The Problem with Pay-To-Play


Gabriella Diaz-Archilla

The benefits that children receive from participating in youth sports are obvious, from learning critical social skills to the beauty of both failure and success. So why are there less children participating in these activities everyday? The-pay-to-play system is to blame.

Youth club soccer is one of the most prominent areas where pay to play is seen. The average pricing for a year of club soccer in America can range anywhere from $1,000 to over $10,000, per person, depending on the level of play. Families in the system usually have no problem paying these outrageous fees for their children to continue to play the sport they love. Many can additionally provide their children with private training, meal plans, and personal connections that can give them starting positions on high school, club, and college squads. Because these players take up the majority of these rosters, there are fewer spots for those who are not as fortunate.

The diversity of club soccer is dwindling, while the prices continue to rise. Lower and middle class families are less likely to sign up for soccer and choose another sport due to the costs. In other countries, some of the greatest soccer players have come from low income communities, so why are we not seeing more coming from these areas in the United States?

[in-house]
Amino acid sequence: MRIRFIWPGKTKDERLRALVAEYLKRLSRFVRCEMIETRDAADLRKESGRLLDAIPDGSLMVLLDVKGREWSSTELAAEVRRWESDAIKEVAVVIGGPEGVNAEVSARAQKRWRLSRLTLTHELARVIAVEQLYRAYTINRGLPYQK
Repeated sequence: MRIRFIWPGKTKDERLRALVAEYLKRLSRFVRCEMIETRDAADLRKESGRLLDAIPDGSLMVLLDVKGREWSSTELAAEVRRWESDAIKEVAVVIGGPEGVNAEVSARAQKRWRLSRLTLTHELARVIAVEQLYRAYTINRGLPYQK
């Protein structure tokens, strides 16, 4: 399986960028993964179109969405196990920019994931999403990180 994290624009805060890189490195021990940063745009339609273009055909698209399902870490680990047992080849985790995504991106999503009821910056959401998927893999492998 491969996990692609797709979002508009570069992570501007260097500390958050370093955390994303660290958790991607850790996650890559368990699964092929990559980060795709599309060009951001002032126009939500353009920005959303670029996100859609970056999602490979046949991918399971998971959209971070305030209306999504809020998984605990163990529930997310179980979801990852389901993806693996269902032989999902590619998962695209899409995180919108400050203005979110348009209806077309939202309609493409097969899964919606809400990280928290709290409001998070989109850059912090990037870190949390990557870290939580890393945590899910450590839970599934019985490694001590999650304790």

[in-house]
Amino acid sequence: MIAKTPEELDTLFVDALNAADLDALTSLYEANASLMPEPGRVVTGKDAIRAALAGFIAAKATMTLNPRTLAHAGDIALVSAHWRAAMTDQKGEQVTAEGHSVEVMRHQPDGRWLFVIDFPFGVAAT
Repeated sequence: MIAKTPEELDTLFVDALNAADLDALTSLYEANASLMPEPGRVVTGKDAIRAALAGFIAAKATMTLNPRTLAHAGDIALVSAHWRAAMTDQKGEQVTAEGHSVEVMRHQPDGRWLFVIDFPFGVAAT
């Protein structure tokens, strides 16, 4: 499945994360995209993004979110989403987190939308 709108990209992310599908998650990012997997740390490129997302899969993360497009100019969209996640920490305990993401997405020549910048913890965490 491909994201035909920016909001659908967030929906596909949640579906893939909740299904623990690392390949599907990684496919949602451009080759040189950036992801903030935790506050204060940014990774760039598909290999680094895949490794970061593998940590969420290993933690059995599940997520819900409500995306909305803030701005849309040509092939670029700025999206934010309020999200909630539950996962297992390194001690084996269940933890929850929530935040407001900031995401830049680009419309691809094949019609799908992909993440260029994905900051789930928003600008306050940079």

As the United States has not truly adopted this system of recruitment for soccer, a great majority of young talent goes unnoticed and untouched. Little assistance is given to these players, limiting them to rundown facilities, second-hand uniforms and equipment, and minimal amounts of training, games, and coaching expertise. As a result, they are given less opportunities to be seen by recruiters. If U.S. Youth Soccer was to provide more assistance to players in need, expand scouting routes, and create easier paths to high levels of play, talent at all levels of play would be sure to increase.

Although often overlooked, the Pay-to-Play system is a rampant problem and deserves more attention. People are not being given a fair opportunity to succeed, if when they try to start participating in the sport, they already have road blocks. I believe that youth soccer should cost less to allow for the sport and its benefits to reach more people and allow them to take it as far as they can whether that be high school, college, or even professional levels.